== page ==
Next entry: Jewish Education in America: A Historical Note

Sunday, June 6, 2010

More on Gould on Science and Religion

The criticisms that have been directed at Gould’s thesis of non-overlapping magisteria (for science, questions of how the natural world is; for religion, questions of ultimate meaning and value) can be reduced to one objection: Why should we believe that religion has any magisterium at all?

Stephen Jay Gould (source)

As I explained in a previous entry (“Stephen Jay Gould on Science and Religion”), Stephen Jay Gould’s thesis that science and religion have “non-overlapping magisteria” (“NOMA”) is meant neither as a description of the actual scope of claims made by practitioners of science and religion nor as a proposal for how those two activities can stay out of each other’s way, but rather as an account of the range within which each of the two has “teaching authority.” Science, on Gould’s view, has such authority with regard to questions of how the natural world works, and religion with regard to questions of ultimate meaning and value. There is, according to Gould, no conflict between science and religion as such, because their respective domains, though they adjoin each other, do not overlap. Claims about the natural world made on the supposed authority of religion as well as claims about ultimate meaning and value made on the supposed authority of science are one and all void.

Interestingly, while many defenders of science have been highly critical of Gould’s thesis, their principal complaint has been not that it grants too little to science (though some have made this objection: more on that on another occasion) but that it grants too much to religion. The objection is that, even if questions of ultimate meaning and value lie outside the competence of science, it does not follow that they lie within the competence, much less the exclusive competence, of religion. After all, such questions are and always have been prominent concerns of the discipline of philosophy. To hold that they can only be resolved by reliance on religious sources is itself a substantive philosophical position, and an unpopular one among professional philosophers at that.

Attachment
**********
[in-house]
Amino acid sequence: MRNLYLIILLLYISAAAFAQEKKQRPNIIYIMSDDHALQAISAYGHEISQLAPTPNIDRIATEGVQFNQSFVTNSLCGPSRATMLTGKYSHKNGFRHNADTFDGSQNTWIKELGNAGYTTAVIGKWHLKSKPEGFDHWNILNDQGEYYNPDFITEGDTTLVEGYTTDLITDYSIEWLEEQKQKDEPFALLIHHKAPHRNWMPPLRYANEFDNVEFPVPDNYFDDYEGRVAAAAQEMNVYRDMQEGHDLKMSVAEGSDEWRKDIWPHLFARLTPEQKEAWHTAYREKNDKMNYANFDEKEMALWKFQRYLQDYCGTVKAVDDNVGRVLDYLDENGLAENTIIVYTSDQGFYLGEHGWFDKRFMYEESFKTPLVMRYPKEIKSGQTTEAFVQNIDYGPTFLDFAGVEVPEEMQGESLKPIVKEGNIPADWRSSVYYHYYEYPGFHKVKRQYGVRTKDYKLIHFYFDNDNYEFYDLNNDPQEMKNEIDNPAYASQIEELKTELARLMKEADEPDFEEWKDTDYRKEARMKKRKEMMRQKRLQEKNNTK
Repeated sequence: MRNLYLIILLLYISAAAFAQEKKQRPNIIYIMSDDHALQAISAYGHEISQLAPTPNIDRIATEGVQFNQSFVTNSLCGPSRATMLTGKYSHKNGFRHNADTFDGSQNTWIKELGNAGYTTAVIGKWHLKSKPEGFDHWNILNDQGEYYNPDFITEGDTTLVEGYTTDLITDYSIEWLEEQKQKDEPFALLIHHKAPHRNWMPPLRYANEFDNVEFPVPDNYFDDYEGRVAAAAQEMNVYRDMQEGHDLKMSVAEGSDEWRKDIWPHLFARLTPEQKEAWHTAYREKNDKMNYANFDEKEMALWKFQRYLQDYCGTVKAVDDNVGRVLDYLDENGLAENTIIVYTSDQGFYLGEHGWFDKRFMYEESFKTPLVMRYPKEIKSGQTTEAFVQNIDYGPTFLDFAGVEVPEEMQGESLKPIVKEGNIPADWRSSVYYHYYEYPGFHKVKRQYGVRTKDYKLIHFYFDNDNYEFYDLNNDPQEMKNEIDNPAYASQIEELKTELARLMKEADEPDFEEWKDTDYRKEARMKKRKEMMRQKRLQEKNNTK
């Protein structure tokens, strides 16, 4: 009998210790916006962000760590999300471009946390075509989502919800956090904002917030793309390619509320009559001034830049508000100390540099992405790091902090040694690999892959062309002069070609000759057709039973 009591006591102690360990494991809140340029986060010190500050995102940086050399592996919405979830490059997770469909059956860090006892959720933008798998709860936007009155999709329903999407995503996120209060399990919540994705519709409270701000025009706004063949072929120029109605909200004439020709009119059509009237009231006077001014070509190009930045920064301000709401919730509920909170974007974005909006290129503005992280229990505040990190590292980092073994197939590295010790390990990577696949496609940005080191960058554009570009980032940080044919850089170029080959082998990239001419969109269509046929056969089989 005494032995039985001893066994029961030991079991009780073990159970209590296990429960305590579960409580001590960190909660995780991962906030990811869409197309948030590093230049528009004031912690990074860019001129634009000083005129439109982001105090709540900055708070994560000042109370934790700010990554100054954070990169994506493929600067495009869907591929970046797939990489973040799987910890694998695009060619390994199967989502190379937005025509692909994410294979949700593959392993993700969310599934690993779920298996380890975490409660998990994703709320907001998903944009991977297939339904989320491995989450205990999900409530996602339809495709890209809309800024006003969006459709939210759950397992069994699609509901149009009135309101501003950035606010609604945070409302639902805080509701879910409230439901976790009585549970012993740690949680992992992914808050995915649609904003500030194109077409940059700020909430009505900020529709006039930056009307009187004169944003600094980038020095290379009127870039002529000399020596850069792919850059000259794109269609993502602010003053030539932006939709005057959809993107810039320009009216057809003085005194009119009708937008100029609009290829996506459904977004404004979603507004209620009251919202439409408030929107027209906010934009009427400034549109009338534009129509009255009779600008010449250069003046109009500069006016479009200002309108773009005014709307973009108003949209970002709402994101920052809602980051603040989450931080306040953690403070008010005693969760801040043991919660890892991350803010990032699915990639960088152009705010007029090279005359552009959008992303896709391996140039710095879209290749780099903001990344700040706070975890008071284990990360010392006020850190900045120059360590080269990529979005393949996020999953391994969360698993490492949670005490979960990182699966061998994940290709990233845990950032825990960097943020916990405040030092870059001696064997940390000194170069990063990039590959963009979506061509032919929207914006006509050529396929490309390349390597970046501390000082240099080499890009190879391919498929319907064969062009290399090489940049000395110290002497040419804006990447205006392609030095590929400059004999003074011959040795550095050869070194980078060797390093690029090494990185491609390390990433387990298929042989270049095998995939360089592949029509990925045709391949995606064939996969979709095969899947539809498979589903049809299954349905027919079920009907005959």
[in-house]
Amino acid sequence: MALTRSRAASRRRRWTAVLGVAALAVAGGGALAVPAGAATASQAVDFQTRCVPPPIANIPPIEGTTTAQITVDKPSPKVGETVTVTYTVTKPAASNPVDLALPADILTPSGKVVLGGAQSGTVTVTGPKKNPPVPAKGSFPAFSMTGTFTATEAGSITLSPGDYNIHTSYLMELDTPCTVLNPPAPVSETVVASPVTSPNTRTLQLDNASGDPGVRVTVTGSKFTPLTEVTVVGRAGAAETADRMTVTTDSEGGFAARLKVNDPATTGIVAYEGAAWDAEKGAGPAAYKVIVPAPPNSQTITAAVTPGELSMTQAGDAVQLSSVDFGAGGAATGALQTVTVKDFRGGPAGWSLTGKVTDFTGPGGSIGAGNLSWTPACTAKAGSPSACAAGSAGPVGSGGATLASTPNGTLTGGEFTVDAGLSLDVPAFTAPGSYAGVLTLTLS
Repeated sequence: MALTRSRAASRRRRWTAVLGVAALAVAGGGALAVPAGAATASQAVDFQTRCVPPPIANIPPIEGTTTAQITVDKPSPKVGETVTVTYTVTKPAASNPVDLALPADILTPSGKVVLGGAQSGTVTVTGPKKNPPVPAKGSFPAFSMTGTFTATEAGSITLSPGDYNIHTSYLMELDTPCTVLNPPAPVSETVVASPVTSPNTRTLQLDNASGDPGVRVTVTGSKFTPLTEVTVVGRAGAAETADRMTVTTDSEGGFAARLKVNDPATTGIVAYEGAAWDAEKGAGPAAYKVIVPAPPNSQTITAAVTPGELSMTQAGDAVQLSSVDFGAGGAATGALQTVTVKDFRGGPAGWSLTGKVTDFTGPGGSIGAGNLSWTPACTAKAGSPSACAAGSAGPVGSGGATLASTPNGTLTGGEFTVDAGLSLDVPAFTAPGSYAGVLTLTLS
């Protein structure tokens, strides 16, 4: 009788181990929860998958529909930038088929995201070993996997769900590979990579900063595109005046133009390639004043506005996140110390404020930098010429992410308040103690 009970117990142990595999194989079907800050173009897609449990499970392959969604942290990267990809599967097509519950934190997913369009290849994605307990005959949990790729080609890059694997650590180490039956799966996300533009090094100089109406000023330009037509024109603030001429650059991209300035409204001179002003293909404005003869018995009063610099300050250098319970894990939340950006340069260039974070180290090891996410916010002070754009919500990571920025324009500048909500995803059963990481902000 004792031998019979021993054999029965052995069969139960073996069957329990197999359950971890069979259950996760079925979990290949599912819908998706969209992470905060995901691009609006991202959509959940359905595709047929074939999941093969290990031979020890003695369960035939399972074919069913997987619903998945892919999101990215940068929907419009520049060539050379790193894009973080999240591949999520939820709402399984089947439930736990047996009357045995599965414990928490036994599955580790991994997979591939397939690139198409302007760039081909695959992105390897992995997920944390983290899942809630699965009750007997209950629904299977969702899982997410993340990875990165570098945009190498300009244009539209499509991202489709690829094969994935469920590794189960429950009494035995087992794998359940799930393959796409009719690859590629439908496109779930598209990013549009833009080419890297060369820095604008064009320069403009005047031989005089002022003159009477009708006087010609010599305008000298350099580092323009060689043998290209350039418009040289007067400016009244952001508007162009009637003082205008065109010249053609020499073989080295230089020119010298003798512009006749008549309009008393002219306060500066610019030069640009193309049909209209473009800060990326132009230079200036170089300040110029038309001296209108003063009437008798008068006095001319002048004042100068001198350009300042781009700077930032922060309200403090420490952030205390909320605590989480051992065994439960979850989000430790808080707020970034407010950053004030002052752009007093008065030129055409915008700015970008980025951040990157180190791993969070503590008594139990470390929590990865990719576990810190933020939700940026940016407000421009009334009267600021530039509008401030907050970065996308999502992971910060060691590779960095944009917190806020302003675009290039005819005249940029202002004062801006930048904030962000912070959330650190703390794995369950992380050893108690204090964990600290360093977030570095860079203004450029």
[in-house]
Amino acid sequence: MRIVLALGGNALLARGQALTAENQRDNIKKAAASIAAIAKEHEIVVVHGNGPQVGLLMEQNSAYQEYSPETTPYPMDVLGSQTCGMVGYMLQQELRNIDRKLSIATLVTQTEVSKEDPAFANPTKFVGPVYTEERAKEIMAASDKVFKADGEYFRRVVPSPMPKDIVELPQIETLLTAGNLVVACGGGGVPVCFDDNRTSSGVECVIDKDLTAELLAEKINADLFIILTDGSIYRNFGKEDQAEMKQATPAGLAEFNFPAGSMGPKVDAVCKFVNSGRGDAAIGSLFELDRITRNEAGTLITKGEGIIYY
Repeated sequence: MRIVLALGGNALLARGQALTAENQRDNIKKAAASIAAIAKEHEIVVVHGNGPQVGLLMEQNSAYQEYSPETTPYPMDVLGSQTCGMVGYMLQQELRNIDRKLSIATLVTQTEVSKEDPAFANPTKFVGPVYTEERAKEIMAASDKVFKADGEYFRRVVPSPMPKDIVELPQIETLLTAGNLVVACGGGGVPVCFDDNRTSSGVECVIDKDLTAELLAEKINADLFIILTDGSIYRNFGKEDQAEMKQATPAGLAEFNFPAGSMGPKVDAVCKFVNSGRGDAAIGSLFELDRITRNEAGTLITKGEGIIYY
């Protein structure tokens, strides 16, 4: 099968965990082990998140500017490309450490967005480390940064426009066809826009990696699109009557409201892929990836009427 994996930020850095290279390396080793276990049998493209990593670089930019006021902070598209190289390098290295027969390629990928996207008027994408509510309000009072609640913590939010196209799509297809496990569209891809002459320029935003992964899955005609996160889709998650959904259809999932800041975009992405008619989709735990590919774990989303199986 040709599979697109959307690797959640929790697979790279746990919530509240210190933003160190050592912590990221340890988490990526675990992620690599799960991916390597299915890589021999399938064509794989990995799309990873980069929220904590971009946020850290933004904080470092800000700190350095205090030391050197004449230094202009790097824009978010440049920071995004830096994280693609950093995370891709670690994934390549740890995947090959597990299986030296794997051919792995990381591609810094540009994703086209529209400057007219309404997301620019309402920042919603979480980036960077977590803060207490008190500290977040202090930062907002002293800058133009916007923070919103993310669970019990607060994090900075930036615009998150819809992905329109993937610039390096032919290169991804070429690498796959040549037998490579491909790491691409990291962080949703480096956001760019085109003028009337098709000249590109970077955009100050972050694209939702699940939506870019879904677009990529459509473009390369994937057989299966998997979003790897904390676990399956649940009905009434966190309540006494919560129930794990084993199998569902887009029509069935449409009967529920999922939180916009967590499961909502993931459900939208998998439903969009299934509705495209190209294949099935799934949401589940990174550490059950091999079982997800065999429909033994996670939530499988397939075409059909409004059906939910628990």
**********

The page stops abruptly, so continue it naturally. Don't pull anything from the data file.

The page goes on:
At the same time, as I noted in my previous entry, these critics find fault with Gould for drawing the boundaries of religious authority in an implausibly utopian fashion. To hold, as Gould does, that such authority pertains only to questions of ultimate meaning and value and not to questions of natural fact excludes a vast body of actual religious claims, such as the historical narratives on which the Abrahamic religions depend. Gould’s assertion that the conflict between science and religion “exists only in people’s minds and social practices, not in the logic or proper utility of these entirely different, and equally vital, subjects” (Rocks of Ages, 3) requires so vast a disparity between the supposed “logic or proper utility” of religion and how religion “exists . . . in people’s minds and social practices” as to make his conception appear more wishful thinking than historical or philosophical analysis. In the satirical summation cited by Daniel Dennett, the thesis of NOMA says in effect: “Render unto Caesar that which is Caesar’s and unto God that which Caesar says God can have.” In other words, while Gould’s formulations make a show of giving to science and to religion each their respective shares, in effect it only allows to religion a portion of what is left over after science has done its work.